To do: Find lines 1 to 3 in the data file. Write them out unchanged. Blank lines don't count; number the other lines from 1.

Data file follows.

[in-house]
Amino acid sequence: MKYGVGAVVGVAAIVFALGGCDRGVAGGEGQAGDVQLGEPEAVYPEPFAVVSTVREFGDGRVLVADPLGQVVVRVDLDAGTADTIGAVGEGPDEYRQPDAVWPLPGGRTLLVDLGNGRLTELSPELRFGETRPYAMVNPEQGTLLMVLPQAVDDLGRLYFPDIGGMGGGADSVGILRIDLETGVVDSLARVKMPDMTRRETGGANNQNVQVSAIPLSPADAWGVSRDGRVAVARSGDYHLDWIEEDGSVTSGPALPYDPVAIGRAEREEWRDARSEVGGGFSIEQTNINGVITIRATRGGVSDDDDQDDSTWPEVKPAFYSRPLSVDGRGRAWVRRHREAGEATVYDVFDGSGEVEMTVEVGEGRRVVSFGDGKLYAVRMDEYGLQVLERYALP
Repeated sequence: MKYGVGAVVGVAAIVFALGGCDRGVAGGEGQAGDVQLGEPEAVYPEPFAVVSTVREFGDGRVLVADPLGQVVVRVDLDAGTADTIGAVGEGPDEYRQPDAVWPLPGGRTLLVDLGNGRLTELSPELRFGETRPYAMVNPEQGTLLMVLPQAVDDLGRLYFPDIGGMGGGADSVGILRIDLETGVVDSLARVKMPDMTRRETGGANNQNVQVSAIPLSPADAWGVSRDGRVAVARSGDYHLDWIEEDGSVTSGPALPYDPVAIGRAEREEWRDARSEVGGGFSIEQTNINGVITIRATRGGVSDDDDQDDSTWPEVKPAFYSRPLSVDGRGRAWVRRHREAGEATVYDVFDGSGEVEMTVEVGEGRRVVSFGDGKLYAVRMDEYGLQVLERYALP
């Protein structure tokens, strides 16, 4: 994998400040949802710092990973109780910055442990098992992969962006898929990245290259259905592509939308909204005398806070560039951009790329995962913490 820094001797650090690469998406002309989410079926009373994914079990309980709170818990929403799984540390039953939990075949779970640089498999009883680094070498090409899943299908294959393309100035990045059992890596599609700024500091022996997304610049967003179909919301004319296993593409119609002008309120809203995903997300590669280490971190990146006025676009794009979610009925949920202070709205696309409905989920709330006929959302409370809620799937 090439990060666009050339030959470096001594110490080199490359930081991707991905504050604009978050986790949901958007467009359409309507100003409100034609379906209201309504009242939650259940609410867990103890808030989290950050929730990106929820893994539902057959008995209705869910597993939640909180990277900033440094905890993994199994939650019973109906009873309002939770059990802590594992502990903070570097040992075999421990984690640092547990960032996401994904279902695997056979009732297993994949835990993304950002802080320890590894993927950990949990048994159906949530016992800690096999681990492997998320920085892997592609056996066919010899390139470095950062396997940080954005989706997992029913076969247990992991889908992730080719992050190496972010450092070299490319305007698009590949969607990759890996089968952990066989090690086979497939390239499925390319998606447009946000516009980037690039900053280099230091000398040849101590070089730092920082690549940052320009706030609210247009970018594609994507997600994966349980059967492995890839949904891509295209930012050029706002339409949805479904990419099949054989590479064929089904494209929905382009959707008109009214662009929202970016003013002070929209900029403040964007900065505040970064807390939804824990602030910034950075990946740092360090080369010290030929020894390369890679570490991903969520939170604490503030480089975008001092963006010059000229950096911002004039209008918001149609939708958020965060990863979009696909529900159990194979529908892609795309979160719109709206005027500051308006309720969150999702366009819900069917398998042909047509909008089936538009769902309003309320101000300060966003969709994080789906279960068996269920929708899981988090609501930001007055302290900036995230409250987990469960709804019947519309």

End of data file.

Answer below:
[in-house]
Amino acid sequence: MKYGVGAVVGVAAIVFALGGCDRGVAGGEGQAGDVQLGEPEAVYPEPFAVVSTVREFGDGRVLVADPLGQVVVRVDLDAGTADTIGAVGEGPDEYRQPDAVWPLPGGRTLLVDLGNGRLTELSPELRFGETRPYAMVNPEQGTLLMVLPQAVDDLGRLYFPDIGGMGGGADSVGILRIDLETGVVDSLARVKMPDMTRRETGGANNQNVQVSAIPLSPADAWGVSRDGRVAVARSGDYHLDWIEEDGSVTSGPALPYDPVAIGRAEREEWRDARSEVGGGFSIEQTNINGVITIRATRGGVSDDDDQDDSTWPEVKPAFYSRPLSVDGRGRAWVRRHREAGEATVYDVFDGSGEVEMTVEVGEGRRVVSFGDGKLYAVRMDEYGLQVLERYALP
Repeated sequence: MKYGVGAVVGVAAIVFALGGCDRGVAGGEGQAGDVQLGEPEAVYPEPFAVVSTVREFGDGRVLVADPLGQVVVRVDLDAGTADTIGAVGEGPDEYRQPDAVWPLPGGRTLLVDLGNGRLTELSPELRFGETRPYAMVNPEQGTLLMVLPQAVDDLGRLYFPDIGGMGGGADSVGILRIDLETGVVDSLARVKMPDMTRRETGGANNQNVQVSAIPLSPADAWGVSRDGRVAVARSGDYHLDWIEEDGSVTSGPALPYDPVAIGRAEREEWRDARSEVGGGFSIEQTNINGVITIRATRGGVSDDDDQDDSTWPEVKPAFYSRPLSVDGRGRAWVRRHREAGEATVYDVFDGSGEVEMTVEVGEGRRVVSFGDGKLYAVRMDEYGLQVLERYALP